Tasty treats to tickle everyone’s tummy.
One day, I will venture into the kitchen to try my hand at making my own gnocchi; until then, it’s organic, vegan, gluten-free, potato, store-bought gnocchi.
Not too long ago, I made a gnocchi meal—boiling the water and dropping in the cute little lumps and watching them rise to the top. Like a lotus rising through the thick mud to spread open her blossoms. Okay, not really like that, that was my former yoga teacher voice.
I opened my email not too long ago and a temporary freebie from the NY Times Cooking segment showed a recipe for seared gnocchi with Brussels sprouts. Intrigued, since most of their recipes are not vegan, and only a few vegetarian—I saw the two items that got my salivary glands moistened, gnocchi and Brussels sprouts. I filed it in my brain for a rainy day.
Then—the weird thing that happens when you see or think something and every time you log online, there are advertisements for eco-friendly clothing, face cream, massages—and now I was seeing gnocchi everywhere.
I have to use my open bag of gnocchi in three days (that really means five). I wanted to try different tastes and went on a three-meal idea search by opening my fridge, freezer, pantry, spice cabinet, and checking out the counter.
Ingredients and items common for all three recipes:
I cook for only me, but, typically a large serving. Adjust to feed the number of hungry ones sitting around the table.
Vegan butter or any oil (or maybe none)
One large pan: no lid required
Salt and pepper, maybe
Recipe with Brussels sprouts:
Brussels sprouts: 5-10 depending on size; mine were cute petite ones, so 10.
Baby yellow squash: 1/3 to entire squash; I did a third from the plump side.
Zucchini: ¼ to entire; I cut off a third.
Turmeric, black pepper, sea salt, cumin, coriander, thyme: sprinkle, dash, measure (or not).
Recipe with tomato base:
Tomatoes: depending on the type and size of the tomato. I like multicolored ones if available at my friendly Saturday market.
Mushrooms: pick your choice, maybe go wild and mix different ones—crimini, button, portabella, shitake, lion’s mane, turkey tail, oyster. You can always use one type, such as crimini, and add a serving of a dual-extracted ‘shrooms. This is where I like to use the queen of the ‘shrooms—reishi.
Peas: Or any veggie. I used organic frozen sweet peas, about ½ cup.
Hot peppers: Any type. I use whatever I purchased at the market that week.
Hot sauce: Optional. Dump as little or as much as your taste buds desire. I know when I overdo this part because my apple cheeks redden and my nostrils flare.
Red pepper flakes & oregano: Measure or not. I really am not a fan of measuring, except the ratio of water to rice. And we’re not making that now.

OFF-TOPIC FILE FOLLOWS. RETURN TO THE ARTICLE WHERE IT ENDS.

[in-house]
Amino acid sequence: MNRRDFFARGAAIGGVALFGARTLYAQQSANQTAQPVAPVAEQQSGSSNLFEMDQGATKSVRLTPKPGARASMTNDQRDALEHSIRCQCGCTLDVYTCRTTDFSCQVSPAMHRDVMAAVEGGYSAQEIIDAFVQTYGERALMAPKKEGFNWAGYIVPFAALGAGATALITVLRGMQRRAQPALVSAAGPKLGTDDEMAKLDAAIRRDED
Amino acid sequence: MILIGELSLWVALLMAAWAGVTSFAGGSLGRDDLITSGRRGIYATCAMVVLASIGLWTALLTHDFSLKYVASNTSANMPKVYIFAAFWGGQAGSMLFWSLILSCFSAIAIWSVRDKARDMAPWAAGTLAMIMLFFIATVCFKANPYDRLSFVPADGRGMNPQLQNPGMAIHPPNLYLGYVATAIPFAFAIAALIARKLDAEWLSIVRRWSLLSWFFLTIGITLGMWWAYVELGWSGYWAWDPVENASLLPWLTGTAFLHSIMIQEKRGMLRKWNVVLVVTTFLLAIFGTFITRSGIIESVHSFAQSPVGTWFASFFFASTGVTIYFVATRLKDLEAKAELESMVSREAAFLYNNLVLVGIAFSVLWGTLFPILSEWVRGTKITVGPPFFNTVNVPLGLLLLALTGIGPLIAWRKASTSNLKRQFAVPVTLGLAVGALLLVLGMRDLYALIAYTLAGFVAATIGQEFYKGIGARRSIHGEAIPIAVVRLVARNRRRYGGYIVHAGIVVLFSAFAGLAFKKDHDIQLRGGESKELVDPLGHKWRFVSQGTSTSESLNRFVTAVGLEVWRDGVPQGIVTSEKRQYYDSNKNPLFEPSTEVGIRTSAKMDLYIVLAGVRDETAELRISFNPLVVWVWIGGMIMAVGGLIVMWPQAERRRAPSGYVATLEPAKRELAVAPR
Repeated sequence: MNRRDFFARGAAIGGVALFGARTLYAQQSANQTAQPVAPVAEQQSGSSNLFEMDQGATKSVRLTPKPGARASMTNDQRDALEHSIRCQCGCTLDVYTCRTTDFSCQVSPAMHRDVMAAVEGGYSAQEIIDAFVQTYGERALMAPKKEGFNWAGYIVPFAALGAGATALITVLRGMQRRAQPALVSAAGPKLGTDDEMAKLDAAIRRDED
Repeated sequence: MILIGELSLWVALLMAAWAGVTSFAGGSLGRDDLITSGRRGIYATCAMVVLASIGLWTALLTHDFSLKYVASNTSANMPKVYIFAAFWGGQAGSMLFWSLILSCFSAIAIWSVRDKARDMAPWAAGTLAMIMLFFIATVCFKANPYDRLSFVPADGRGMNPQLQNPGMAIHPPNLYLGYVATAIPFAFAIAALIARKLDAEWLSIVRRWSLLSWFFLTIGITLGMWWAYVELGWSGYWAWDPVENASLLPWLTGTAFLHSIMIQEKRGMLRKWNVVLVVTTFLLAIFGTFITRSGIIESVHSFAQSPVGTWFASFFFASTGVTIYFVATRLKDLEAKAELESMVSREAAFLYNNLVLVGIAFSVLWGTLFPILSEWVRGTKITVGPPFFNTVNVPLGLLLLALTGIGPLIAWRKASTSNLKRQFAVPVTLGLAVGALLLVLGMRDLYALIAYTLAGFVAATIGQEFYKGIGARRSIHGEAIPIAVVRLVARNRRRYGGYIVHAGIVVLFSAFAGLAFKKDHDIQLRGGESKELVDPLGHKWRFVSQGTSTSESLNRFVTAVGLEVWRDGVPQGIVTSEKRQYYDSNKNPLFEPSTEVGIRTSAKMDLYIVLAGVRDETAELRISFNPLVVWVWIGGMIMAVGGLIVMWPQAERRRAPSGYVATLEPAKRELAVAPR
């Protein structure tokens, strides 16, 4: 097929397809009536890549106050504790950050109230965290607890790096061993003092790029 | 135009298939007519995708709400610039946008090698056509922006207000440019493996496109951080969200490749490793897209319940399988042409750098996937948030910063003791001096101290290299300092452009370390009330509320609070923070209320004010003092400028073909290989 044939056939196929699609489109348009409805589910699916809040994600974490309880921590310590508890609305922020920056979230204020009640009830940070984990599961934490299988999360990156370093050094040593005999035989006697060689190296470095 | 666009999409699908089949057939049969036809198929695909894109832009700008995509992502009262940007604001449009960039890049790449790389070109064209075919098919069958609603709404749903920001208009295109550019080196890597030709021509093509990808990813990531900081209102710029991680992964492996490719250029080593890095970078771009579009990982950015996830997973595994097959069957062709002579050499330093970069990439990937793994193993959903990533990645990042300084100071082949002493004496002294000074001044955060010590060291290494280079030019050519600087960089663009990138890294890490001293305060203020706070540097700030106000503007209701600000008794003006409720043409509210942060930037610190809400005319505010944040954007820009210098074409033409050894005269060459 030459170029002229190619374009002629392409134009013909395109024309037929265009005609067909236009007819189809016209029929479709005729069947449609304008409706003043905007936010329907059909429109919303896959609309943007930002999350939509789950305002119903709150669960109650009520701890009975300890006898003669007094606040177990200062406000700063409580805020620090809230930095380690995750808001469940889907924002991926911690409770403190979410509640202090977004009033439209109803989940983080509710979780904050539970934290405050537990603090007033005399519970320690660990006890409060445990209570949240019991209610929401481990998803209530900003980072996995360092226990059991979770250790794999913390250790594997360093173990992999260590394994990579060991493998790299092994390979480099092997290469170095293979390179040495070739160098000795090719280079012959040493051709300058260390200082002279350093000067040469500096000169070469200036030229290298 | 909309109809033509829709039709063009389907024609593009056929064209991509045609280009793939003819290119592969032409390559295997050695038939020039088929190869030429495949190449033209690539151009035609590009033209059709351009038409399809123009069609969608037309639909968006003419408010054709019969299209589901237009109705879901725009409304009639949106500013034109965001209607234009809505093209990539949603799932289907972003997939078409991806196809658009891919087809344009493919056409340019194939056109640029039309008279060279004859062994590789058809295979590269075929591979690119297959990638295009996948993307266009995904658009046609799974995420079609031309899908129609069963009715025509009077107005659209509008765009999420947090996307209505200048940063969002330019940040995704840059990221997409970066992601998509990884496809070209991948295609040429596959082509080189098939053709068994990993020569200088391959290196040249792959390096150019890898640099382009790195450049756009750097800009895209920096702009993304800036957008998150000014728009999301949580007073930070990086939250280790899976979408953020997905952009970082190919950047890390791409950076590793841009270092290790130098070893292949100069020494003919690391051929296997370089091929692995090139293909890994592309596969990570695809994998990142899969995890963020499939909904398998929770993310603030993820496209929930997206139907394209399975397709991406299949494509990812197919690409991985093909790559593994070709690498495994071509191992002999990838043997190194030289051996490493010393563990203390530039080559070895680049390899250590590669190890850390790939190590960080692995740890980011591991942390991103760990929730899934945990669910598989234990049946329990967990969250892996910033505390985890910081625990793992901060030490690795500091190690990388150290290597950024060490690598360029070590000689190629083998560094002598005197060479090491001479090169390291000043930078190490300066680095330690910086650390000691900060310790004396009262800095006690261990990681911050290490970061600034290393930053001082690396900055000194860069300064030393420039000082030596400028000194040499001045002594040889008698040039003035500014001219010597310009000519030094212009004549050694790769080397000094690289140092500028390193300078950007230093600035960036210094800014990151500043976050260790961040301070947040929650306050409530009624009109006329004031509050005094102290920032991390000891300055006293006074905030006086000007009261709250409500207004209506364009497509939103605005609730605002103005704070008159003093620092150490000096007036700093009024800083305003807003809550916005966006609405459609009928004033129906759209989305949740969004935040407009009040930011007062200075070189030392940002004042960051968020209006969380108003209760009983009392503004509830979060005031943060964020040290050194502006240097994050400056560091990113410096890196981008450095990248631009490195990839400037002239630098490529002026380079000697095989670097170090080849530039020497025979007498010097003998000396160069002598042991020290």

Recipe with mango jam:
Mango jam: Coat the gnocchi with a layer of jam and place the covered glass bowl in the fridge. No set time; mine went in while I was making my morning coffee and breakfast. I prepare my main meals around noon.
Apples: Any type; remember though, that the jam is sweet. A tart apple would be a pucker-up complement to the sweetness of the jam. And, satisfy two of the six tastes we need at each meal.
Orange: A good way to get the sour added to your meal. I chose to use the entire orange and scooped out its juiciness with my fingers, after slicing it away from the skin with my ceramic knife. And I squeezed as much of the juice, too, as I could into the pan with the orange squishy pieces.
Mint: This optional delight to your eyes, nose, and mouth can be added in as a final cooking stage, or used as an edible garnish when plating the meal, or both.
Parsley: Same rule as the mint. I had lots of fresh mint and parsley.
Cardamom seeds, cinnamon, ginger: to taste.
Instructions for all three recipes:
1. Preheat the pan and add vegan butter or oil of choice. You can choose to skip the butter/oil and put the spices straight into the hot pan.
2. Add the spices, give it about 1-3 minutes to get your salivary glands stimulated, and then add the gnocchi. Keep a close eye or two on these and flip them to get them starting to brown.
3. Start adding the remaining ingredients in the order you want less or more cooked. So, crunchier veggies go in later, those folks desiring softer mushier veggies would add them earlier.
4. Find a bowl or plate that enhances the color of whichever recipe you selected, or roll your eyes at me and take a plate or bowl in reach. Plate with love and always remember to give gratitude first.
These three would make a fun, themed meal. Whether you are the only human in the home, or a larger group of family, or friends—get creative. Look around for a colorful centerpiece (using something in the house), a table cloth, music that fits the tastes and sights. No cellphones, no TV, no political talk. Laughter helps the digestive tract.
Bonus recipe: Spinach Carrot Mint Soup: A Bowlful of Health & Warmth.
For a whole bunch of delicious recipes, scroll through my author page.